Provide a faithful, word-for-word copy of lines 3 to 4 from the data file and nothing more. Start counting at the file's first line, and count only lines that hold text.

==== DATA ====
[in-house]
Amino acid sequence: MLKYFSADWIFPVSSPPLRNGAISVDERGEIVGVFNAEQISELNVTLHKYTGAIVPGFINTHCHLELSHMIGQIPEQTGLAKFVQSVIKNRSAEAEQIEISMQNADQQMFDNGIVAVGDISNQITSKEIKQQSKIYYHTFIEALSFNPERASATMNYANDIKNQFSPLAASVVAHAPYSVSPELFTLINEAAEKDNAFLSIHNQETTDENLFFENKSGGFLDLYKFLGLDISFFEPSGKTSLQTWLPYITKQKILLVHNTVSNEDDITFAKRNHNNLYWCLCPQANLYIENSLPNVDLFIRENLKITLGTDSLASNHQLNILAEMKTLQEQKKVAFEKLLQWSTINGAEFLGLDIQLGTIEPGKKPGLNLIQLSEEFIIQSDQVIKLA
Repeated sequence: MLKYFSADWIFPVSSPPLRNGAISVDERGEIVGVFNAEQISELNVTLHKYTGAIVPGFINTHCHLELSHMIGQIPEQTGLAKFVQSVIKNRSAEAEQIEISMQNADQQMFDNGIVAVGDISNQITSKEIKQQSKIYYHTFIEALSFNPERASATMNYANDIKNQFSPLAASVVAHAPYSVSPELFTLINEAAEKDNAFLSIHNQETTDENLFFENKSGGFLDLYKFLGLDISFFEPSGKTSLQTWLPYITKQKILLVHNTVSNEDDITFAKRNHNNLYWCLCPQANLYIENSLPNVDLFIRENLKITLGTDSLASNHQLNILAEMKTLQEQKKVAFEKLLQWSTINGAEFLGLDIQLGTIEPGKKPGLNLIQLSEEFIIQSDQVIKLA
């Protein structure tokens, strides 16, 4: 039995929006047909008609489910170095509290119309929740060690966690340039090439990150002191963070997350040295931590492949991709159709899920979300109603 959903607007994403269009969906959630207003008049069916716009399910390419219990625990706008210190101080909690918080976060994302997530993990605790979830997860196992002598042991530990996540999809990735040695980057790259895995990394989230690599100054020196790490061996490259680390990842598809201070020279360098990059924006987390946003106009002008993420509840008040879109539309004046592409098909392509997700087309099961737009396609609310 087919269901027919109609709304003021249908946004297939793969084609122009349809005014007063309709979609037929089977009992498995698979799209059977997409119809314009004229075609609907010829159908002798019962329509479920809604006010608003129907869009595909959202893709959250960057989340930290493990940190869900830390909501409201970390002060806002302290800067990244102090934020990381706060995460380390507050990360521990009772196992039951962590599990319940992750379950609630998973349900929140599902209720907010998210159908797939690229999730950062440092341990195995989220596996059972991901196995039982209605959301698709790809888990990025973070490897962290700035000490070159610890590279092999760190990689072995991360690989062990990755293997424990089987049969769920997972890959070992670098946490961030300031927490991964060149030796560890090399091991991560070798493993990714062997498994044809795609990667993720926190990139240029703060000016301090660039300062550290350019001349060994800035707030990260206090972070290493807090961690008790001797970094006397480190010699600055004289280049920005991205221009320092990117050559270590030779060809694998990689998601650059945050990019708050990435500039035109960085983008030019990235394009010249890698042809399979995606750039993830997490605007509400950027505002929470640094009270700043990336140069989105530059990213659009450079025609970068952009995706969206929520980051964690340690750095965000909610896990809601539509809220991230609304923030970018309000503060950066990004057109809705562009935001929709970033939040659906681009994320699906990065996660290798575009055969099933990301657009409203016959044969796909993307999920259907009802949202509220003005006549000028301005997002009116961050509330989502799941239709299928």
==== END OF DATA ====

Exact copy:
Repeated sequence: MLKYFSADWIFPVSSPPLRNGAISVDERGEIVGVFNAEQISELNVTLHKYTGAIVPGFINTHCHLELSHMIGQIPEQTGLAKFVQSVIKNRSAEAEQIEISMQNADQQMFDNGIVAVGDISNQITSKEIKQQSKIYYHTFIEALSFNPERASATMNYANDIKNQFSPLAASVVAHAPYSVSPELFTLINEAAEKDNAFLSIHNQETTDENLFFENKSGGFLDLYKFLGLDISFFEPSGKTSLQTWLPYITKQKILLVHNTVSNEDDITFAKRNHNNLYWCLCPQANLYIENSLPNVDLFIRENLKITLGTDSLASNHQLNILAEMKTLQEQKKVAFEKLLQWSTINGAEFLGLDIQLGTIEPGKKPGLNLIQLSEEFIIQSDQVIKLA
């Protein structure tokens, strides 16, 4: 039995929006047909008609489910170095509290119309929740060690966690340039090439990150002191963070997350040295931590492949991709159709899920979300109603 959903607007994403269009969906959630207003008049069916716009399910390419219990625990706008210190101080909690918080976060994302997530993990605790979830997860196992002598042991530990996540999809990735040695980057790259895995990394989230690599100054020196790490061996490259680390990842598809201070020279360098990059924006987390946003106009002008993420509840008040879109539309004046592409098909392509997700087309099961737009396609609310 087919269901027919109609709304003021249908946004297939793969084609122009349809005014007063309709979609037929089977009992498995698979799209059977997409119809314009004229075609609907010829159908002798019962329509479920809604006010608003129907869009595909959202893709959250960057989340930290493990940190869900830390909501409201970390002060806002302290800067990244102090934020990381706060995460380390507050990360521990009772196992039951962590599990319940992750379950609630998973349900929140599902209720907010998210159908797939690229999730950062440092341990195995989220596996059972991901196995039982209605959301698709790809888990990025973070490897962290700035000490070159610890590279092999760190990689072995991360690989062990990755293997424990089987049969769920997972890959070992670098946490961030300031927490991964060149030796560890090399091991991560070798493993990714062997498994044809795609990667993720926190990139240029703060000016301090660039300062550290350019001349060994800035707030990260206090972070290493807090961690008790001797970094006397480190010699600055004289280049920005991205221009320092990117050559270590030779060809694998990689998601650059945050990019708050990435500039035109960085983008030019990235394009010249890698042809399979995606750039993830997490605007509400950027505002929470640094009270700043990336140069989105530059990213659009450079025609970068952009995706969206929520980051964690340690750095965000909610896990809601539509809220991230609304923030970018309000503060950066990004057109809705562009935001929709970033939040659906681009994320699906990065996660290798575009055969099933990301657009409203016959044969796909993307999920259907009802949202509220003005006549000028301005997002009116961050509330989502799941239709299928």